Wednesday, May 21, 2014

Slips and Strawberries

I was checking the weather forecast. At this time of the year I do that a lot. Usually I plant my sweet potatoes on June 1st. But the reality is that it is a very fluid date. Starting next week the predictions are for warmer weather. So I decided Monday was a good day to plant them. But first I wanted to root the slips.

As you can see above I grow my slips in jars of water. I have three kinds of sweet potatoes - Purple, Beauregard, and Garnet. I'm slowly learning about growing them from slips. Garnet is a very very slow producer of slips. Last year I barely got any Garnets because they were a couple weeks behind the others. This year I started them very early. I can't remember when as I didn't write it down. I think at the beginning of February. The other two I started at the beginning of March. Well Purple is very precocious. I should have started them at the end of March.

As you can see by their root mass when I removed them from the jar, they were a little overly enthusiastic about growing. As I broke the slips off of the sweet potato I noticed that I got about twice as many of these as the other kinds. But that is fine. Purple is a wonderful sweet potato.

I like to root my slips in water for a week or a little less. Just until the roots get about half an inch long. I don't like them too long as those roots form the potatoes. I want them to find their own way in the soil. Sometimes when you plant and the roots are long they get squished together when planting. But that little extra time rooting indoors helps us here in our cool climate.

I did start one a bit early. I put it in the planter by my front door. I figured people grow ornamental sweet potatoes all the time to trail down the side of the pot. Garnets have very pretty foliage. So why not see if I get any extra sweet potatoes in my flowers.

When I was out in the yard I noticed that my strawberries are setting. I'm not going to get a lot this year, but I'd better get all the ones that the plants produce. I don't want the squirrels and the groundhogs eating them. So I found the netting in the basement and put it on. I just hope the strawberries do better than last year.

While I was there I noticed my figs. It looks like my winter insulation experiment was a success. Well at least the really heavy insulation. The lighter one didn't work nearly as well in the harsh winter we had. I don't see any growth on the old trunk, but there is still time yet. I'll give it a couple more weeks before I cut it all back. But the Paridisio that I insulated well has most of its trunk alive and a little bit of the branches. Most of the branches did die back a lot, but it might be enough to give it a good start this year. If it can produce before it gets too cold I'll be happy. If not I'm going to rip at least one of the figs out. I have visions of a persimmon tree. I suppose I ought to try a persimmon first to see if I even like it. Though it is hard to imagine a fruit I wouldn't love.

I looked at my plum tree too and sadly the aphids have already found it. That tree will be the death of me. Or at least I'll go bald from ripping my hair out in frustration. I'm going to have to spray with some insecticidal soap and fish emulsion soon. I just hate doing that. But I should put it on a two week spray schedule. I guess the good in that is that I can spray the favas easily too as I'll have the spray mixed up.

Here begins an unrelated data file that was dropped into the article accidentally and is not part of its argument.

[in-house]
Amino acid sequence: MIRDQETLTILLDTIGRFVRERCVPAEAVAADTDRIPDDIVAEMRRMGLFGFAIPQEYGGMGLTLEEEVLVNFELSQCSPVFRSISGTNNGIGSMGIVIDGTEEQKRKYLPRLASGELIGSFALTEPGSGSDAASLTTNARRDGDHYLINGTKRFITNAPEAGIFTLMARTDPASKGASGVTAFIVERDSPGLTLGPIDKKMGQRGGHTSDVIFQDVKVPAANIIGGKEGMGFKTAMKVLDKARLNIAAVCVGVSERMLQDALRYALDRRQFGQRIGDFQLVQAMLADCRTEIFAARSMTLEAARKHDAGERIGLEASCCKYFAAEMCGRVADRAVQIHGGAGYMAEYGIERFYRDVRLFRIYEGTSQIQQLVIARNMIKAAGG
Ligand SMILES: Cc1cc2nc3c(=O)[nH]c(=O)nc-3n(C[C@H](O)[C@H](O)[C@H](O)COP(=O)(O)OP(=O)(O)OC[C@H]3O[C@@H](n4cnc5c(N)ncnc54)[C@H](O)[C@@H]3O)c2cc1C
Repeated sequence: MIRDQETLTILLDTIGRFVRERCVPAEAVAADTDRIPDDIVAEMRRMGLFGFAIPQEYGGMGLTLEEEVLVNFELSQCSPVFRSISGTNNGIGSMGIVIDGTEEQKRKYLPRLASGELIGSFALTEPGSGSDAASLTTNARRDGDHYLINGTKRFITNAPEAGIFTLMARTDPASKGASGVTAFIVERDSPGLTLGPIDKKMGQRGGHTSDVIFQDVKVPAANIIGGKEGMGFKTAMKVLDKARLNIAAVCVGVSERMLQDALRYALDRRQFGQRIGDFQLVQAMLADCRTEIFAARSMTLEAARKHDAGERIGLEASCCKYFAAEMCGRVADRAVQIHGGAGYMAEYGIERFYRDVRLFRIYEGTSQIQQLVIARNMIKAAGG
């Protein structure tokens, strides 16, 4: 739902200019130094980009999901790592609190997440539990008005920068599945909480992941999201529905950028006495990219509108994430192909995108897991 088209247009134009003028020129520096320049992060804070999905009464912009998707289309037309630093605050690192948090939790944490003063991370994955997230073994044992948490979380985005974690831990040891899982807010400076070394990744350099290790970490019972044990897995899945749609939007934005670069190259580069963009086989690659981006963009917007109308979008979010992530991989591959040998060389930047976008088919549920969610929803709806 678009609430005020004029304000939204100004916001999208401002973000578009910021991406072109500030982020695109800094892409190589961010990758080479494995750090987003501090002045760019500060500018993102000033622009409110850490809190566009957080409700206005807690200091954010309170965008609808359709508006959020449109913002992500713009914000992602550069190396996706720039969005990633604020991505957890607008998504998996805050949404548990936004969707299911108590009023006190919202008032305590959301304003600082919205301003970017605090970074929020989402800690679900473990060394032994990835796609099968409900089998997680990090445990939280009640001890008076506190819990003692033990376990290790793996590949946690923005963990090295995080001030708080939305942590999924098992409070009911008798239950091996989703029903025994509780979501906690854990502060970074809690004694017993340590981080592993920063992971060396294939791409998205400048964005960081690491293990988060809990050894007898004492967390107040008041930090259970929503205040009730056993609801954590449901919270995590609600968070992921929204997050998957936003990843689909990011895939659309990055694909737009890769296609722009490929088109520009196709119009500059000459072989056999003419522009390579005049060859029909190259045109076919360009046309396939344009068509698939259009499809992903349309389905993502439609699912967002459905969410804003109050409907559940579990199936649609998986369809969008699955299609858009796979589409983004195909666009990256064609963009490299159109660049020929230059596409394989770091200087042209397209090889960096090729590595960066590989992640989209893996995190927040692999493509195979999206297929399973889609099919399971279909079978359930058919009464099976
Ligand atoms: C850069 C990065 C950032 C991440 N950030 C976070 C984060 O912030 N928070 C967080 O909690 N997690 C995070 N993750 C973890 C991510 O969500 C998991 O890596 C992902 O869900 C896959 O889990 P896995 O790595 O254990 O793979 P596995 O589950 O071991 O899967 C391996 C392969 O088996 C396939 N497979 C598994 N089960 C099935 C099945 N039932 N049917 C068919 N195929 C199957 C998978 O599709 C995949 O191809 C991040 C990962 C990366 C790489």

1. I've never grown sweet potatoes before as we don't really eat them but you've definitely peaked my curiously about the process. I remember rooting a sweet potato when I was in 3rd grade and the mass of leaves that sprouted. It's have to put it on my things to do next spring.
    Yesterday, I noticed that the tips of my black currants were covered with hundreds of aphids. I just used a strong hose to blow them off. Hopefully they stay off. The young leaves on the cherry tree that I planted earlier this spring is full of holes. I was hoping to get away with not spraying this year but I guess that's not happening. Have you ever sprayed with neem oil. I have some I and I was wondering how effective it was.

  2. It sounds like the weather is the biggest challenge for you, as a gardener. My Fig tree is still small enough to bring indoors during the Winter, but I suppose it won't always be so, therefore I am reading carefully what you write about looking after Figs.
    If it makes you feel any better, my relationship with fruit trees is very much like yours - a constant battle! I'm better with veg.

  3. Love it- sweet potato vines are so pretty- why not get some food out of it as well! Good luck with the aphids. They haven't found their way to my garden yet, but I know they will.

  4. My unprotected figs died back to the ground this year. But they are coming out finally. I do love our persimmon trees. The 'firm when ripe' types are so nice to eat and easy to grow, with few pests. And pricey when I can find them in the market. Those trees have paid for themselves already and they aren't full sized yet. Unlike the peaches, which have yet to ripen any fruit.

  5. My strawberries are just starting to flower as well. I planted Fort Laramie last summer, so haven't had any fruit yet & am anxious to see how they are. I better get them netted as well - I've always had an issue with birds in the strawberries as they start to ripen, but never thought that squirrels could be a problem.

  6. Hello. I am new to your blog. I have a plum tree that has been on the property for over 10 years, and I have only been able to get plums off of it once due to the cold weather freezing the baby plums off. It was not a good choice when I was planting fruit trees.

  7. Here I thought I was the only one that wanted to grow a fruit tree and didn't know if I liked the fruit!! Hope your figs and strawberries do well. Nancy